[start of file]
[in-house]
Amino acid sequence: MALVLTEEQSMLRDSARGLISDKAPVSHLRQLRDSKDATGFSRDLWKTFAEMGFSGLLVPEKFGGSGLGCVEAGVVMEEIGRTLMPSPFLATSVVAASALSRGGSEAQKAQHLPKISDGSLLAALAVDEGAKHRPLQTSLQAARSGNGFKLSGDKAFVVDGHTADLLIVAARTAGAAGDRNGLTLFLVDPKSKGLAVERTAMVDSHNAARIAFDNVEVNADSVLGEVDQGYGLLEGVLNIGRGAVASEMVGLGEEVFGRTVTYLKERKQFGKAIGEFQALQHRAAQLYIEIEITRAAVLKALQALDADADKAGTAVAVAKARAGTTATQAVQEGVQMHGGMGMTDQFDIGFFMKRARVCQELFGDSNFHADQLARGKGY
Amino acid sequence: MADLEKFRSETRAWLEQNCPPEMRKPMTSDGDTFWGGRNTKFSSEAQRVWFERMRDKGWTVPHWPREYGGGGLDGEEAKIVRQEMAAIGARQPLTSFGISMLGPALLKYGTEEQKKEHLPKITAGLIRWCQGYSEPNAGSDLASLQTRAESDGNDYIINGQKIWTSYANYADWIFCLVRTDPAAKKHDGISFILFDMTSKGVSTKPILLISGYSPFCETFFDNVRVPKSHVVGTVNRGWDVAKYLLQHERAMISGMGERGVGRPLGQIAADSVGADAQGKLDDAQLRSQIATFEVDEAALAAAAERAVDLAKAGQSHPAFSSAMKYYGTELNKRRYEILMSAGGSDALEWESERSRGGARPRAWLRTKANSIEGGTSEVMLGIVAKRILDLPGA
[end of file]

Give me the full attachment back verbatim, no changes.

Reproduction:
[in-house]
Amino acid sequence: MALVLTEEQSMLRDSARGLISDKAPVSHLRQLRDSKDATGFSRDLWKTFAEMGFSGLLVPEKFGGSGLGCVEAGVVMEEIGRTLMPSPFLATSVVAASALSRGGSEAQKAQHLPKISDGSLLAALAVDEGAKHRPLQTSLQAARSGNGFKLSGDKAFVVDGHTADLLIVAARTAGAAGDRNGLTLFLVDPKSKGLAVERTAMVDSHNAARIAFDNVEVNADSVLGEVDQGYGLLEGVLNIGRGAVASEMVGLGEEVFGRTVTYLKERKQFGKAIGEFQALQHRAAQLYIEIEITRAAVLKALQALDADADKAGTAVAVAKARAGTTATQAVQEGVQMHGGMGMTDQFDIGFFMKRARVCQELFGDSNFHADQLARGKGY
Amino acid sequence: MADLEKFRSETRAWLEQNCPPEMRKPMTSDGDTFWGGRNTKFSSEAQRVWFERMRDKGWTVPHWPREYGGGGLDGEEAKIVRQEMAAIGARQPLTSFGISMLGPALLKYGTEEQKKEHLPKITAGLIRWCQGYSEPNAGSDLASLQTRAESDGNDYIINGQKIWTSYANYADWIFCLVRTDPAAKKHDGISFILFDMTSKGVSTKPILLISGYSPFCETFFDNVRVPKSHVVGTVNRGWDVAKYLLQHERAMISGMGERGVGRPLGQIAADSVGADAQGKLDDAQLRSQIATFEVDEAALAAAAERAVDLAKAGQSHPAFSSAMKYYGTELNKRRYEILMSAGGSDALEWESERSRGGARPRAWLRTKANSIEGGTSEVMLGIVAKRILDLPGA